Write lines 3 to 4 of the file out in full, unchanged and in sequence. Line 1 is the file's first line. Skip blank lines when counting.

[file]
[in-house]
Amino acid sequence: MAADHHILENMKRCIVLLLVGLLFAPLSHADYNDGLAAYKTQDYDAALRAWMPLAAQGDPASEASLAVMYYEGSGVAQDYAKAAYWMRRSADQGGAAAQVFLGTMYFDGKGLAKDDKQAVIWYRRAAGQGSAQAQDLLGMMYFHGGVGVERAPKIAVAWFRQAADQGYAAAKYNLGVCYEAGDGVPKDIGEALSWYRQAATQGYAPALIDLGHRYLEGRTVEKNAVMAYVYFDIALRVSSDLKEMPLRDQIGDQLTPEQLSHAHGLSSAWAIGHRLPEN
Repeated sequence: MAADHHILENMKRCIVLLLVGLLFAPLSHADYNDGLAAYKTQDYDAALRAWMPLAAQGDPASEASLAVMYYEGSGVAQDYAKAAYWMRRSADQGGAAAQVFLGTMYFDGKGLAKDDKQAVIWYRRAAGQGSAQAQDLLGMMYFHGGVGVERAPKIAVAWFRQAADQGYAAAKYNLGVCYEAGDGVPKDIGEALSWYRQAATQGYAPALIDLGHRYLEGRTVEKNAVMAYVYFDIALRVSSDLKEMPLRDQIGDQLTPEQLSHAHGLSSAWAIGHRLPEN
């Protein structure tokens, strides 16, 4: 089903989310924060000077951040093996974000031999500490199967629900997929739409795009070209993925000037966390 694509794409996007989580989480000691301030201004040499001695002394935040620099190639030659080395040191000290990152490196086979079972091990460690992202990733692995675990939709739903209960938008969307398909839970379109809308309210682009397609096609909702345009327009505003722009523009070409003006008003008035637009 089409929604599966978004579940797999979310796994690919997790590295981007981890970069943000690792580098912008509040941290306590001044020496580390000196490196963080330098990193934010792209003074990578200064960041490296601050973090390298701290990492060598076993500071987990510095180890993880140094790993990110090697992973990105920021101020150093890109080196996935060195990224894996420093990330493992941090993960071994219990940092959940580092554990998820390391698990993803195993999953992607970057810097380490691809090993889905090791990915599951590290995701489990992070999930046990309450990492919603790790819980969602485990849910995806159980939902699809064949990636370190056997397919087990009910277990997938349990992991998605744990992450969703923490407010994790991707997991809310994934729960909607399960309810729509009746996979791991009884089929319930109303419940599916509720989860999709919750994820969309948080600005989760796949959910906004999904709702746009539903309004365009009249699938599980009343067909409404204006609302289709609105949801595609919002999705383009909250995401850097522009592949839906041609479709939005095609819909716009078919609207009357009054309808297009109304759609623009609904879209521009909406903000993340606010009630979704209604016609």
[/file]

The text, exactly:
Repeated sequence: MAADHHILENMKRCIVLLLVGLLFAPLSHADYNDGLAAYKTQDYDAALRAWMPLAAQGDPASEASLAVMYYEGSGVAQDYAKAAYWMRRSADQGGAAAQVFLGTMYFDGKGLAKDDKQAVIWYRRAAGQGSAQAQDLLGMMYFHGGVGVERAPKIAVAWFRQAADQGYAAAKYNLGVCYEAGDGVPKDIGEALSWYRQAATQGYAPALIDLGHRYLEGRTVEKNAVMAYVYFDIALRVSSDLKEMPLRDQIGDQLTPEQLSHAHGLSSAWAIGHRLPEN
């Protein structure tokens, strides 16, 4: 089903989310924060000077951040093996974000031999500490199967629900997929739409795009070209993925000037966390 694509794409996007989580989480000691301030201004040499001695002394935040620099190639030659080395040191000290990152490196086979079972091990460690992202990733692995675990939709739903209960938008969307398909839970379109809308309210682009397609096609909702345009327009505003722009523009070409003006008003008035637009 089409929604599966978004579940797999979310796994690919997790590295981007981890970069943000690792580098912008509040941290306590001044020496580390000196490196963080330098990193934010792209003074990578200064960041490296601050973090390298701290990492060598076993500071987990510095180890993880140094790993990110090697992973990105920021101020150093890109080196996935060195990224894996420093990330493992941090993960071994219990940092959940580092554990998820390391698990993803195993999953992607970057810097380490691809090993889905090791990915599951590290995701489990992070999930046990309450990492919603790790819980969602485990849910995806159980939902699809064949990636370190056997397919087990009910277990997938349990992991998605744990992450969703923490407010994790991707997991809310994934729960909607399960309810729509009746996979791991009884089929319930109303419940599916509720989860999709919750994820969309948080600005989760796949959910906004999904709702746009539903309004365009009249699938599980009343067909409404204006609302289709609105949801595609919002999705383009909250995401850097522009592949839906041609479709939005095609819909716009078919609207009357009054309808297009109304759609623009609904879209521009909406903000993340606010009630979704209604016609």